They say there'll be an increase in terms of complaints, because we have 60 now without any recourse. So how many will we have when we have full recourse? There will obviously be an exponential number of complaints coming forward, so we need additional resources for first nations, for maybe the CHRC, and maybe even the government will require additional resources itself, to defend itself with the repeal.

With all of these groups saying transition time extension or a further transition time, resourcing, interpretation, or something like that, why was none of that included in this bill? I am sure that in all the consultations, adequate or not, that have been conducted since 1977, that would have been there; that would have formed part of the consultation. With all that arose out of most of the consultations that took place, why did the government decide not to include these things in this particular bill? What is the government's own policy? Outside of law as such, what policy does the government itself have in place for consultation with aboriginal people prior to the introduction of legislation? Do you have a policy that says we should do this, that, or the other thing, prior to submitting legislation? I only want to know, do you have a policy, an internal operating principle?

12:20 p.m.

Director General, Litigation Management and Resolution Branch, Department of Indian Affairs and Northern Development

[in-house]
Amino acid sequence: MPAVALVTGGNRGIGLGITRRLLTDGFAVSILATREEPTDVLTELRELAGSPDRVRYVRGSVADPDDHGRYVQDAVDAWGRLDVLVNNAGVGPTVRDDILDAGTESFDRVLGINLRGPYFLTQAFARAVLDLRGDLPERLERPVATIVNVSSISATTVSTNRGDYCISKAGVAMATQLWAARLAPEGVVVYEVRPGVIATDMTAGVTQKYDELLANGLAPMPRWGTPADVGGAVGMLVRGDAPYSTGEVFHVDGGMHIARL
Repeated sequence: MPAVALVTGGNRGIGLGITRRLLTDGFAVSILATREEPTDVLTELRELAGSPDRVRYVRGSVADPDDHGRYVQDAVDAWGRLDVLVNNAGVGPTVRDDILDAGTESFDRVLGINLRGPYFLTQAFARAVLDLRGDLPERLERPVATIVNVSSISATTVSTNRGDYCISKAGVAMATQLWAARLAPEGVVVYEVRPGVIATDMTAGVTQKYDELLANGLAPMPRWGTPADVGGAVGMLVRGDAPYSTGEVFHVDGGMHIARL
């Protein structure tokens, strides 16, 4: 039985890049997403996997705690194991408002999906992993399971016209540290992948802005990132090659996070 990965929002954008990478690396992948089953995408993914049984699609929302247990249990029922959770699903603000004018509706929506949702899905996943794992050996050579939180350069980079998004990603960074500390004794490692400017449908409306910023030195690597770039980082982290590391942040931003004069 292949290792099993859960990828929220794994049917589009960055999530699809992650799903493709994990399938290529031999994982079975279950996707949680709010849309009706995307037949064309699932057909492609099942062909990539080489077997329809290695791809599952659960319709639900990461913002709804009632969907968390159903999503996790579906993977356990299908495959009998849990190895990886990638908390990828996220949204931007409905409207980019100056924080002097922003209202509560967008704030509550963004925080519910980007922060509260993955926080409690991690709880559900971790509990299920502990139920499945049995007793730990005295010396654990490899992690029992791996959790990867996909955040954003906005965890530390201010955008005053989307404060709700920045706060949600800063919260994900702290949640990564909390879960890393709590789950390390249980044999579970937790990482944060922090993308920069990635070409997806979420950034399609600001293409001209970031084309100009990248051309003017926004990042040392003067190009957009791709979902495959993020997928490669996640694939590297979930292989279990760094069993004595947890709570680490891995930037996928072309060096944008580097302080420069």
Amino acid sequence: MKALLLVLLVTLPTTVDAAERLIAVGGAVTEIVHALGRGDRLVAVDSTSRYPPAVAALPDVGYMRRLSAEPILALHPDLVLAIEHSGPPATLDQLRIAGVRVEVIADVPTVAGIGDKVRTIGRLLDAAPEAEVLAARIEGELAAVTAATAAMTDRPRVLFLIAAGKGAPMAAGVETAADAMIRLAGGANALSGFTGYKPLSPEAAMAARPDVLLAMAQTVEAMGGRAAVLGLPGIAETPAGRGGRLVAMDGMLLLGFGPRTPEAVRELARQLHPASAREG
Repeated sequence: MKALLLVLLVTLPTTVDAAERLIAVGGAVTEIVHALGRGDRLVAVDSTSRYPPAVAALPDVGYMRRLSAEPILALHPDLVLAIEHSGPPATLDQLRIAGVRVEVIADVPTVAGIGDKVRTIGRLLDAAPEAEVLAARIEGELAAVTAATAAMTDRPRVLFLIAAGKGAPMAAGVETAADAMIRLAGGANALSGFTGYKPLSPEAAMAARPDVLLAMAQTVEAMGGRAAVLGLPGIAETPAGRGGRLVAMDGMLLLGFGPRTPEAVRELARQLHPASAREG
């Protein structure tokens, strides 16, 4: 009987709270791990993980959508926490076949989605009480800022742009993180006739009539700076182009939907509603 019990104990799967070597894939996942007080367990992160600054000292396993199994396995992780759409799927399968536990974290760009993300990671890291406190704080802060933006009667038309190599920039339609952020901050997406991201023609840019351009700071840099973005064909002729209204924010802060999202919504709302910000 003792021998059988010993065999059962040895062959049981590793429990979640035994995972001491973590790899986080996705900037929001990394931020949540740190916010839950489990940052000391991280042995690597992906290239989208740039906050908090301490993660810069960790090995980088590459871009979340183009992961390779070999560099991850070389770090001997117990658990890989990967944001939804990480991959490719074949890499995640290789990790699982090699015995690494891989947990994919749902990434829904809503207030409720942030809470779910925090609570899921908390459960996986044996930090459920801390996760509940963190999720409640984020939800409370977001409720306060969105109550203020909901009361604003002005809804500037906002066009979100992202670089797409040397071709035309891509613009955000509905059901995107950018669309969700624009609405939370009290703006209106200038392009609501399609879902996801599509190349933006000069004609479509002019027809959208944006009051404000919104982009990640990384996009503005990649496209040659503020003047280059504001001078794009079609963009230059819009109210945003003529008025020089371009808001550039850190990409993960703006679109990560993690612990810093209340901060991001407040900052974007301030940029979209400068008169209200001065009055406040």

Daniel Ricard

Thank you for that.

With respect to the reasons why there are no provisions in the bill with respect to resources, it's simply because we don't believe this is something that necessarily belongs in the bill. The minister did speak to that when he came. We are looking to this committee to provide advice on that, but the issue of resources is not an issue that normally you will find in a piece of legislation.

With respect to the interpretive clause, that is an issue we have given thought to. It's an issue that's been debated for a long time. I think everyone's views are well known on this.

As the minister indicated, we don't believe that an interpretive clause is required. We do believe that the provisions within the Constitution Act are sufficient, and I'm specifically referring to section 35, section 15, and section 25, which tries to make a link or find an equilibrium between the collective and individual rights.